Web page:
This main theme returns in a number of variations, mostly fragmentarily, in a couple of places. Otherwise, there is not much of melodic work in The Lion in Winter; at least, not of the hummable kind. Barry instead works a lot with different motivic cells, which he alters throughout the score in numerous ways. It can be heard when listening closely that there is a thematic unity in much of the music in this score, but it is nothing that will strike you as big themes, aside from the main theme, which is quite memorable. There is a very strong stylistic unity in the score though, which helps make it the very coherent work it in fact is.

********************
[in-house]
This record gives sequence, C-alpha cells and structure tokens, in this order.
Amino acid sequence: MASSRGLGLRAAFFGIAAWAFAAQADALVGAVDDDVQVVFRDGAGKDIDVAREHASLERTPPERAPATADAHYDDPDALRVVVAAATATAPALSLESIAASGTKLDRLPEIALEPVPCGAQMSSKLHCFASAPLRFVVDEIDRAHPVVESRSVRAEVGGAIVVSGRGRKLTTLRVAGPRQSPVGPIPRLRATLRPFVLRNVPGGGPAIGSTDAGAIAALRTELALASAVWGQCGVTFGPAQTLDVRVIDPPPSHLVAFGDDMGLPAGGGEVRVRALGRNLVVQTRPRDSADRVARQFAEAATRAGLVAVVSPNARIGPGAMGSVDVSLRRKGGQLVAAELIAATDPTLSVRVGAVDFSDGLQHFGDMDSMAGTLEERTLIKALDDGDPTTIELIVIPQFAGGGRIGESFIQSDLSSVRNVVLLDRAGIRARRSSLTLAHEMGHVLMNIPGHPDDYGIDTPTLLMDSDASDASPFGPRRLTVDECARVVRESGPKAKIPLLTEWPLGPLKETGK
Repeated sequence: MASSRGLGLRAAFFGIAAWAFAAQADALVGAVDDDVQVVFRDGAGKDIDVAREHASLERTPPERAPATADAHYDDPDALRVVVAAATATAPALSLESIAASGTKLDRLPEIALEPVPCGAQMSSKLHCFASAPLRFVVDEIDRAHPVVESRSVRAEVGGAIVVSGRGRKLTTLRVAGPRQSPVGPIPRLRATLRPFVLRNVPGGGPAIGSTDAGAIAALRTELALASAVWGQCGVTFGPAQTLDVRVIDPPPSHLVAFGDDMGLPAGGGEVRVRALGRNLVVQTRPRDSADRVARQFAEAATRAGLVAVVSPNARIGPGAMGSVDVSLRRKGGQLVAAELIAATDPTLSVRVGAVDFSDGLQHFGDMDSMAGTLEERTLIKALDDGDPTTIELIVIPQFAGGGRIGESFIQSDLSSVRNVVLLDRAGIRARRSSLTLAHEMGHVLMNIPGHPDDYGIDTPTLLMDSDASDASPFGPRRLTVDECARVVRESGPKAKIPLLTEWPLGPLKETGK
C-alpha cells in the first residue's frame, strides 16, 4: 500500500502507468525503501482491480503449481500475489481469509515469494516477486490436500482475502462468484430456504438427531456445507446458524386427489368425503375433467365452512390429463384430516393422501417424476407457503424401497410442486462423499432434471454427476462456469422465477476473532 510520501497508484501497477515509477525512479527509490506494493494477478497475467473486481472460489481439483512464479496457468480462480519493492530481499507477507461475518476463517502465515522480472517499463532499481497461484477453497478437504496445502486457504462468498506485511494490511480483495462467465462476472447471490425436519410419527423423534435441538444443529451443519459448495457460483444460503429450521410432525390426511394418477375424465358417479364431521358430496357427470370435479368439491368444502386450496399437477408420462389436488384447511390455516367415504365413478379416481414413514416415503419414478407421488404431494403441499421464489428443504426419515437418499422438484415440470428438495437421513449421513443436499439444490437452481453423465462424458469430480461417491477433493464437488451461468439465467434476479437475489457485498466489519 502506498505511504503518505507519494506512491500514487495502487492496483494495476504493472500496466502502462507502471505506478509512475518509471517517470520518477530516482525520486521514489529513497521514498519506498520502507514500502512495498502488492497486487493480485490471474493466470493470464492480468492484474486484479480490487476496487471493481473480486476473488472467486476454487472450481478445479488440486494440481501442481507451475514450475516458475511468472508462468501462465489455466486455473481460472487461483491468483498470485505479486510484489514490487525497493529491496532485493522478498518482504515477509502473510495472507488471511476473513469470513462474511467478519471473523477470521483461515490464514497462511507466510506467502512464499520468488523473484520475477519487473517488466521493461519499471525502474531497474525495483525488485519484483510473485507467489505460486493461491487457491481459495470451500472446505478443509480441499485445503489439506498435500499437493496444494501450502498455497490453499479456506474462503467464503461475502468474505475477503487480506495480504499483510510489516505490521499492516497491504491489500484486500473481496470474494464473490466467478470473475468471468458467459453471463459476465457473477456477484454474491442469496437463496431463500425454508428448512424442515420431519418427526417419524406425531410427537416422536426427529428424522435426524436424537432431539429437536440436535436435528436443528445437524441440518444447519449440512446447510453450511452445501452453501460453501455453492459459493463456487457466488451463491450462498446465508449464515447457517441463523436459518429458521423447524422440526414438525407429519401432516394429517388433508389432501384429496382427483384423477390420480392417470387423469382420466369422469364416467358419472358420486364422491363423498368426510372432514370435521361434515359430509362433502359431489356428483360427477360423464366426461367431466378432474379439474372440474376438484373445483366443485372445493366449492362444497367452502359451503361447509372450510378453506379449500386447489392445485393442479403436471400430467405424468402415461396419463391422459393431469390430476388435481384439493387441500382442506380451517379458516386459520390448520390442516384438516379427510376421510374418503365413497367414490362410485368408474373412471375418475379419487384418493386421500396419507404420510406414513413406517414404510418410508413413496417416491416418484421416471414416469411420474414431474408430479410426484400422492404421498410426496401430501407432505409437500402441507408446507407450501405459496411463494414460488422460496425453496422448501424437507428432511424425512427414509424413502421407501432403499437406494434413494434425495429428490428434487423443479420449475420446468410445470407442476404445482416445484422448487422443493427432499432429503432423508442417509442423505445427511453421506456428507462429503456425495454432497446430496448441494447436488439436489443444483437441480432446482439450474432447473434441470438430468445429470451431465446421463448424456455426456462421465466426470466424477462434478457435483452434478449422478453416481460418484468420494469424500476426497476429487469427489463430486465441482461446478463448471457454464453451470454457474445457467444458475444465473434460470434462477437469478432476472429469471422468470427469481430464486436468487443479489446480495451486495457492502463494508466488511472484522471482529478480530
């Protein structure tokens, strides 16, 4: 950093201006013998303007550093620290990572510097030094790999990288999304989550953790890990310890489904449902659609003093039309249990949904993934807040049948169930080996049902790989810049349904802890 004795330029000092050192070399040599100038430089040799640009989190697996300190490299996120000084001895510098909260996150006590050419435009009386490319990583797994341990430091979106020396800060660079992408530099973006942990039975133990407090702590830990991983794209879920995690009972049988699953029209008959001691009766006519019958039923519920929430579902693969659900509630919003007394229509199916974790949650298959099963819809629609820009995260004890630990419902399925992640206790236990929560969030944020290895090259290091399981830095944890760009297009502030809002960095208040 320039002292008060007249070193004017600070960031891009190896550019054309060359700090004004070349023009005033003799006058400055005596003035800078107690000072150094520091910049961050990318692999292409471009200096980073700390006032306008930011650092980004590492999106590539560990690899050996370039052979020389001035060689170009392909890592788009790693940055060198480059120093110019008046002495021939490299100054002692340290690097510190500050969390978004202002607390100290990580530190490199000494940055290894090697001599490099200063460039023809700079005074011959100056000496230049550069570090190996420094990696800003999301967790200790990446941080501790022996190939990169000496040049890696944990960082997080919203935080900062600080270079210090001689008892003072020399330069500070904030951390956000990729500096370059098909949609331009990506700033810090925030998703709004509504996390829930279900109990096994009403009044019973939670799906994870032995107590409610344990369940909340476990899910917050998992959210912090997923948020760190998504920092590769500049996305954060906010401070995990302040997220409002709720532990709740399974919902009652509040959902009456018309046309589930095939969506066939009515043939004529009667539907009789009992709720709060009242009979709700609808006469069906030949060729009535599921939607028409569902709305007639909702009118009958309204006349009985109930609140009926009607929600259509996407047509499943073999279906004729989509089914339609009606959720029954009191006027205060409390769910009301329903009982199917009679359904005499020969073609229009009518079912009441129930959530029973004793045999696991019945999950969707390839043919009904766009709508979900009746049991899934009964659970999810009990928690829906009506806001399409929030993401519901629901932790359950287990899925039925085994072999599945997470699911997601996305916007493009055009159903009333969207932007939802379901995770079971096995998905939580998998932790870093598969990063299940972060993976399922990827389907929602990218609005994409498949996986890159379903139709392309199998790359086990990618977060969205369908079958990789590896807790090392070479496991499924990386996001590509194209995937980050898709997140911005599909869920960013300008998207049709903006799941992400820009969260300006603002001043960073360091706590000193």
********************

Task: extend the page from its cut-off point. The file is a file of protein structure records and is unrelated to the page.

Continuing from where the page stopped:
While the choral work certainly is the main attraction of the score, the orchestral writing is worthy of a mention as well. Brass and strings are highly favoured throughout, while woodwinds mostly are absent. “God Damn You” is a great example of Barry’s string writing, which is quite elaborate, and deserves a close listen. The brass is used much to accentuate rhythms as well as bass lines, but there are also some thematic interplay inside the brass section, most notably in “To Rome”, where the brass really gets a workout, with the chorus’ soft chanting as background. The brass creates wonderful textures in these cues, and adds much to the drama of the music.
Because essentially, The Lion in Winter is dramatic underscore. Aside from the first two and the last track, the score is a dark, in turns both sombre and quite harsh, exquisitely dramatic exercise in underscore. And what really makes this shine is the chorus.